Okay, each chunk would have a small data structure with the fixed size buffer area. The structure would contain the normal node elements (next node pointer, previous node pointer) together with some flags.

Let's use some 4 byte chunks to see how they would work.

  chunk 0     chunk 1      chunk 2       chunk 3 
 Ŀ   Ŀ    Ŀ     Ŀ 
       next link    next link    next link 

Each chunk could either be in memory, or stored on disk in a temporary swap-file. The 'next link' would probably be best done using a virtual-pointer data structure something like this:

 virtlink        STRUC 
    Position             dd      ?    ; memory address (in memory) 
                                      ; or, file position (on disk) 
    Flags                dd      ? 
         VM_IN_MEMORY_F  equ     00000001h 
 virtlink        ENDS 

Whenever we use a virt-link to follow a link to the next chunk we first check to see if that chunk is already in memory. If not, we perform the swap-file <---> memory operation and load it into memory and of course, mark the chunk as VM_IN_MEMORY_F.

Inserting memory

Suppose we want to insert a new chunk 'WXYZ' before the 'I' in chunk 2. This would be a standard node insertion operation.


  chunk 0     chunk 1      chunk 2       chunk 3 
 Ŀ   Ŀ    Ŀ     Ŀ 
       next link    next link    next link 


  chunk 0     chunk 1     ** NEW **      chunk 2       chunk 3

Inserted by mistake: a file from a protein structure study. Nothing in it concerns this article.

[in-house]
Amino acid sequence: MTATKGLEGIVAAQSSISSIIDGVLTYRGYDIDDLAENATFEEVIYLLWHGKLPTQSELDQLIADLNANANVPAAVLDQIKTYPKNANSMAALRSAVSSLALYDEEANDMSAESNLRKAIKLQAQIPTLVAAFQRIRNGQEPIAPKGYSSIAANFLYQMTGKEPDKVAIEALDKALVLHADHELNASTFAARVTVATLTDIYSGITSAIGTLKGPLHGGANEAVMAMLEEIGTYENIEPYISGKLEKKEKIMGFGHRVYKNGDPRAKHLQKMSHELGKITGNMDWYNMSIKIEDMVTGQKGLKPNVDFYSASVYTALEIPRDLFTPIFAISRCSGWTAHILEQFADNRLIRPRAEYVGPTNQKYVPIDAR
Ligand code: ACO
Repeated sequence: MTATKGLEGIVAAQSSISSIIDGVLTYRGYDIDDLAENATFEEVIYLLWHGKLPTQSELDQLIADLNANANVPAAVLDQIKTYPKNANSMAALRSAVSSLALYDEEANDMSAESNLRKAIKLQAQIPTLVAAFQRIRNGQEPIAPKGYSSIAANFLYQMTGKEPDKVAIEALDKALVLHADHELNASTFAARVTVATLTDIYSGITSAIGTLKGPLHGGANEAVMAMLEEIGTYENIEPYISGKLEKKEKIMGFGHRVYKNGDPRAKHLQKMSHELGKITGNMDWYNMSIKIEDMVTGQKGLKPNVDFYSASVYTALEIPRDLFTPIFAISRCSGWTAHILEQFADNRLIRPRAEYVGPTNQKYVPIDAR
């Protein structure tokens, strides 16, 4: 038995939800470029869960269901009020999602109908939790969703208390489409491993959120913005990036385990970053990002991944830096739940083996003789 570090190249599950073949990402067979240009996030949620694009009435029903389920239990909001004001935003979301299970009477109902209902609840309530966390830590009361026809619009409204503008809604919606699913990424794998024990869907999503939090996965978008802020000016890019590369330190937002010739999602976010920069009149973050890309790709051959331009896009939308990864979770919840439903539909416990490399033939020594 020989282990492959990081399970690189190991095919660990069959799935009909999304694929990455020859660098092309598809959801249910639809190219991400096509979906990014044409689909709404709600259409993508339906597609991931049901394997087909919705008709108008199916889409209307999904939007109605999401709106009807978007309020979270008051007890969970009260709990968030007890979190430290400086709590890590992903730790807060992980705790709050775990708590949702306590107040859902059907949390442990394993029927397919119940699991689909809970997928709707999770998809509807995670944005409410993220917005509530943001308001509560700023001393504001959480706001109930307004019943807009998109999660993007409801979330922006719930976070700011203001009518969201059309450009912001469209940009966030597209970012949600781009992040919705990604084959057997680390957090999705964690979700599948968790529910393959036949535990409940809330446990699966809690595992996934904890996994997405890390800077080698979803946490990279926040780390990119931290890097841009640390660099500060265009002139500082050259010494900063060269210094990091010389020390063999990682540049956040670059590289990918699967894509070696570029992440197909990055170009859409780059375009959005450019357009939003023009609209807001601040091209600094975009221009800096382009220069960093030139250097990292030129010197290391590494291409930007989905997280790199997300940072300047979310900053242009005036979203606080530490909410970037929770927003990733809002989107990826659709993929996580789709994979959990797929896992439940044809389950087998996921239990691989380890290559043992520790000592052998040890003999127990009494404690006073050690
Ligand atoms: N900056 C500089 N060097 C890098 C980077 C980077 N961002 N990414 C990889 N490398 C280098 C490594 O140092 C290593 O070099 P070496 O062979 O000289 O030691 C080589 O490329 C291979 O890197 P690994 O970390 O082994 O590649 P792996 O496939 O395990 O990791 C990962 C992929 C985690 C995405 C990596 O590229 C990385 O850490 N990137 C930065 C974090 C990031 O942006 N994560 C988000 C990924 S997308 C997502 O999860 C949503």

Ŀ   Ŀ    Ŀ     Ŀ     Ŀ 
                    next link    next link 

This would give a blindingly fast insert (even if we were on the first line of a 50 meg text document.

Inserting memory (2)

Sure, that was too easy. In the above example we used a 4-byte insert (exactly the same size as our fixed-size chunks).

Okay, its time to take the bull by the horns and return to the thorny problem of insert and delete. Splitting the document up into fixed-size chunks allowed easy virtual memory management, but it still leaves us with the problem of moving vast blocks of memory around.

Instead of inserting a 4-byte section, let's perform a 1-byte insert between 'F' and 'G' of chunk 1.

  chunk 0     chunk 1      chunk 2       chunk 3 
 Ŀ   Ŀ    Ŀ     Ŀ 
                 insert here + memory move ----> 

What happens when we're trying to insert a non-chunk sized block of data?